Suppose you are going about your regular day when all of a sudden the CEO sends you a text. The company’s CEO is requesting your assistance. They are too busy dealing with customer visits and someone else botched the gift card delivery. You must purchase 6 $200 gift cards right away! This is where you should think “is that text from your CEO really a scam?”
The person messaging assures you they will reimburse you by end of day. Oh, and by the way, they’ll be in meetings for the next two hours and won’t be available on the phone. One more thing, this task is really important and you must buy the gift cards ASAP.
Would this request make you stop and think? Or would you immediately reach for your credit card to follow instructions?
A surprising amount of employees fall for this gift card scam. There are plenty of variations too. For instance, your boss might be in a desperate situation where there is no gas and you are the only one who can help.
This scam can come from a text message or via email. The clueless employee ends up purchasing the gift cards and messaging the numbers back. Later, they learn that the person on the other end of the message wasn’t the CEO. A phishing scammer is to blame.
And the employee is out of cash.
Without the proper training, 33% of employees are prone to falling for this scam.
Why Do These Phishing Scams Work?
Though this may seem like an off scenario, there are a lot of employees who fall for this gift card scam. Hackers are using social engineering methods to persuade employees to comply with the request. They are playing on emotion.
Here’s what social engineering tactics accomplish:
- The employee is scared to fail a superior’s request
- The employee sees this as an opportunity to save the day
- The employee doesn’t want to let their company down
- The employee believes that by helping, they can move up in their job
The message is purposely written in such a way to persuade the employee to take action without second thought. There is always a sense of urgency. The CEO urgently needs the gift card information. The message also mentions the CEO won’t be available for a few hours. The employee is less likely to try and get in touch with the actual CEO to inquire if the message was legitimate or not.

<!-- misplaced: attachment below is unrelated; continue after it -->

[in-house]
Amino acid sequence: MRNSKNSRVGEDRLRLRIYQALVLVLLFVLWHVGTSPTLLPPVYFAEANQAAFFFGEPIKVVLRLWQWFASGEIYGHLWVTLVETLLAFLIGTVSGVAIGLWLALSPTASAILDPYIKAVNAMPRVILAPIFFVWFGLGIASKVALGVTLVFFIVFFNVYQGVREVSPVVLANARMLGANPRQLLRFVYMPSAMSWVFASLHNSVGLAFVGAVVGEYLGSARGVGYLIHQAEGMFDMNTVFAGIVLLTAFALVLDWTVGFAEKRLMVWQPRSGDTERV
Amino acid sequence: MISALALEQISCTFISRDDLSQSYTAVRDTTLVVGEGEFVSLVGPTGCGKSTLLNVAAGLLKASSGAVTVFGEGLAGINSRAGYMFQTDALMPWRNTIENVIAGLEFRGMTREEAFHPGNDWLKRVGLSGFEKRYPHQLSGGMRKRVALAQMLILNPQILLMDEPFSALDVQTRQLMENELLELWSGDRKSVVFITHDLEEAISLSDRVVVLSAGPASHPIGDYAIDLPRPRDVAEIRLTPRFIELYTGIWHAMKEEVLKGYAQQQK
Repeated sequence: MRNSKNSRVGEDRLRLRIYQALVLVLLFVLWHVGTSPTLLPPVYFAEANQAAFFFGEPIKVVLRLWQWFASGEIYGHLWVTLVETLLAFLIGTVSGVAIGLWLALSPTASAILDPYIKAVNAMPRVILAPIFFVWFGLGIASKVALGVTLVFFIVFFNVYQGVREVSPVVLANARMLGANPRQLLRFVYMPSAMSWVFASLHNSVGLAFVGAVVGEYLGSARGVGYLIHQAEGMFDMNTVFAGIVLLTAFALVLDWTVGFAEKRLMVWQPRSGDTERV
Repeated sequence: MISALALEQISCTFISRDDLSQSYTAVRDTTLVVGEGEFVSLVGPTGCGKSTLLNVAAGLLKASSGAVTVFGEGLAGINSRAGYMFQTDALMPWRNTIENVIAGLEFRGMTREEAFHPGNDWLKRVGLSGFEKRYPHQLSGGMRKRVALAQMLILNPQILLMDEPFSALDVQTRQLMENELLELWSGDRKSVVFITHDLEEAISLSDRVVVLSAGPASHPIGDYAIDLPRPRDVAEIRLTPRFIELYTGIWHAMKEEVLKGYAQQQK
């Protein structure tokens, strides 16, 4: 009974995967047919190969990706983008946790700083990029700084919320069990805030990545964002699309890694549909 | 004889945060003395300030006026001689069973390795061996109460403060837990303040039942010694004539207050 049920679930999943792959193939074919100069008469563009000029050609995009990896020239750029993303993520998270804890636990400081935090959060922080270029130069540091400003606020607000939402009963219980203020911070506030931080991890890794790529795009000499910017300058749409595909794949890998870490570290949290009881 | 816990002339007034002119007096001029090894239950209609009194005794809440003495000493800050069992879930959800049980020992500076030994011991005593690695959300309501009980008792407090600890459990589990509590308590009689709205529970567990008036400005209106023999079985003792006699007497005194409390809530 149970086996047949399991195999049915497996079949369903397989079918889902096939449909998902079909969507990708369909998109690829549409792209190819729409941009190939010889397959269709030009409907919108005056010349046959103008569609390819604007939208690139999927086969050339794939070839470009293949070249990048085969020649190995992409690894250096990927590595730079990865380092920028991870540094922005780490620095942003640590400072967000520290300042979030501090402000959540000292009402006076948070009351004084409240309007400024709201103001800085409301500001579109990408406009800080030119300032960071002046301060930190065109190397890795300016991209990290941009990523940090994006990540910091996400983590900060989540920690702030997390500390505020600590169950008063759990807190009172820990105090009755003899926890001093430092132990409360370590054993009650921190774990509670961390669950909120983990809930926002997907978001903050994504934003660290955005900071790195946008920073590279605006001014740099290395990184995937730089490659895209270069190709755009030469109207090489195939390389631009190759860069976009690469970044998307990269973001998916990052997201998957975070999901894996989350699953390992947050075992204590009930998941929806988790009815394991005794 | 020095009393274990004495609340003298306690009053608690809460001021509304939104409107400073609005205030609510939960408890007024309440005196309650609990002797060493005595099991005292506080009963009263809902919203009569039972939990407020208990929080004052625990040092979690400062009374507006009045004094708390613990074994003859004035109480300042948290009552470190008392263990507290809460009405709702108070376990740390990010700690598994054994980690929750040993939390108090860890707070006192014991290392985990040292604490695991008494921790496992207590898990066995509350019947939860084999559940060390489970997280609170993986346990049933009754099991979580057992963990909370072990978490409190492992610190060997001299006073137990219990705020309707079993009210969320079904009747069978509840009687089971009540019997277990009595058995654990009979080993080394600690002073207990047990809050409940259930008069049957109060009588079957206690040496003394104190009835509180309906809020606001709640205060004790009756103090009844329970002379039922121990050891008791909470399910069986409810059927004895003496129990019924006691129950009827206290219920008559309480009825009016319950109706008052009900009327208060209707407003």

How to Avoid a Costly Phishing Scam
Always Second Guess Strange Requests
Even is the message states the person is unreachable, always check in person or by phone. Verify any strange requests, especially ones that involve you spending your own money. Always try to get in touch with the person to make sure the request is valid.
Keep Your Emotions In Check
A scammer’s goal it to get their victims to act without thinking. Often, all it takes to recognize a message is a scam is a few moments of thought and an objective eye. Instead of reacting on emotions, first, consider whether this message seems real or unusual.
Get a Second Opinion
Get a coworker to look through the message, or even better, ask your company’s IT service provider. Getting a second opinion helps you avoid making a snap decision. It might save you from making an expensive mistake.
Need Help Training Employees on Phishing Awareness?
Phishing scams are constantly evolving and becoming more complex. Make sure your employees are up to date on training. To set up a training session that will strengthen your team’s defenses, give us a call today.
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